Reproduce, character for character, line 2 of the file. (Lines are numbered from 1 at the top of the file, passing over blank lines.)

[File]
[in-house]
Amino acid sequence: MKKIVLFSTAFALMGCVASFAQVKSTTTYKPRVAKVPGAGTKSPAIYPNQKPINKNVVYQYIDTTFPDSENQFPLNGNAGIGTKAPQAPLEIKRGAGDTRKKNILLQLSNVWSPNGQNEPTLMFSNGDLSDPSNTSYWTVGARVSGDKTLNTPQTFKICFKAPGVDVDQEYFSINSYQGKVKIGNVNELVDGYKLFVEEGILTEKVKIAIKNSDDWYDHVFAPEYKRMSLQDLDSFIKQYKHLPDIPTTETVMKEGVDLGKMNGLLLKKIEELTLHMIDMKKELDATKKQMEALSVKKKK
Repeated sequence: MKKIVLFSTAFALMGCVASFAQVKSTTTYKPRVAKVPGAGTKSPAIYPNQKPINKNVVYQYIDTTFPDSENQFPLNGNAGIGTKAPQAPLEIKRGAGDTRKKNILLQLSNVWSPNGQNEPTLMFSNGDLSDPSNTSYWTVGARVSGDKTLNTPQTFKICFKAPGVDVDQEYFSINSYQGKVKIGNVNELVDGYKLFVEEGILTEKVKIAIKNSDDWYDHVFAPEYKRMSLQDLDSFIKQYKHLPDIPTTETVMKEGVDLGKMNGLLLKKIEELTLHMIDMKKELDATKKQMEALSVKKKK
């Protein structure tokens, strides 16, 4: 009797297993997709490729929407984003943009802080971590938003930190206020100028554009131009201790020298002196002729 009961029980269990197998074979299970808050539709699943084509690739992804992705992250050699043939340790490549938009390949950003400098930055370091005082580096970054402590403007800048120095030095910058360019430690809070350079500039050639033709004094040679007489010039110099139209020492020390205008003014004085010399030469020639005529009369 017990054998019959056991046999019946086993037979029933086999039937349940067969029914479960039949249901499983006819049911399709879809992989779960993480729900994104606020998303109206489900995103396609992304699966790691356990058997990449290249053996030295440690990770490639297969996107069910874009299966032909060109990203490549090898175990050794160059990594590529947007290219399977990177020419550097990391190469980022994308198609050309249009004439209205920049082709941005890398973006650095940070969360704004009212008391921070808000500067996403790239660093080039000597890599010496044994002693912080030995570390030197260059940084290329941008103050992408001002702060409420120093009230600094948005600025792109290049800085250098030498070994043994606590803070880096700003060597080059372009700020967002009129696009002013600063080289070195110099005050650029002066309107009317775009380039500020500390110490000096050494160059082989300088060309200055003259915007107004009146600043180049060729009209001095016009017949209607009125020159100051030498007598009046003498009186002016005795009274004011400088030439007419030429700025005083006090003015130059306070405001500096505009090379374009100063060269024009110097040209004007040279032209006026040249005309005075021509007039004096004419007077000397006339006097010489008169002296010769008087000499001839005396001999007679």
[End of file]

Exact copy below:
Amino acid sequence: MKKIVLFSTAFALMGCVASFAQVKSTTTYKPRVAKVPGAGTKSPAIYPNQKPINKNVVYQYIDTTFPDSENQFPLNGNAGIGTKAPQAPLEIKRGAGDTRKKNILLQLSNVWSPNGQNEPTLMFSNGDLSDPSNTSYWTVGARVSGDKTLNTPQTFKICFKAPGVDVDQEYFSINSYQGKVKIGNVNELVDGYKLFVEEGILTEKVKIAIKNSDDWYDHVFAPEYKRMSLQDLDSFIKQYKHLPDIPTTETVMKEGVDLGKMNGLLLKKIEELTLHMIDMKKELDATKKQMEALSVKKKK